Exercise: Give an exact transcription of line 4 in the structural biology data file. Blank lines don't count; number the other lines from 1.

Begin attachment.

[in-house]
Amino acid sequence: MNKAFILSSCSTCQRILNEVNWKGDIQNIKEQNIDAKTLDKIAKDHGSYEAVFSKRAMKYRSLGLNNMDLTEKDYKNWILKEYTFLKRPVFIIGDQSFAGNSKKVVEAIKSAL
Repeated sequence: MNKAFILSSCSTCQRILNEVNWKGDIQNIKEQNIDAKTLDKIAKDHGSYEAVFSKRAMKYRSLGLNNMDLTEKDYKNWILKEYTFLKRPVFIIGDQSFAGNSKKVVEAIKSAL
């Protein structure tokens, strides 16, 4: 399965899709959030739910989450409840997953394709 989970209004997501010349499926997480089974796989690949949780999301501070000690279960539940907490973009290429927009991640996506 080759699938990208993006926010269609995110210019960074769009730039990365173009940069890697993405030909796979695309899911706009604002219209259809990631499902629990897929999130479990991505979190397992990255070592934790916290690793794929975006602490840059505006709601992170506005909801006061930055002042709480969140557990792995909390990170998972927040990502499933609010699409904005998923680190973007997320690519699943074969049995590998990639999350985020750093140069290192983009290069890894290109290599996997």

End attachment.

């Protein structure tokens, strides 16, 4: 399965899709959030739910989450409840997953394709 989970209004997501010349499926997480089974796989690949949780999301501070000690279960539940907490973009290429927009991640996506 080759699938990208993006926010269609995110210019960074769009730039990365173009940069890697993405030909796979695309899911706009604002219209259809990631499902629990897929999130479990991505979190397992990255070592934790916290690793794929975006602490840059505006709601992170506005909801006061930055002042709480969140557990792995909390990170998972927040990502499933609010699409904005998923680190973007997320690519699943074969049995590998990639999350985020750093140069290192983009290069890894290109290599996997």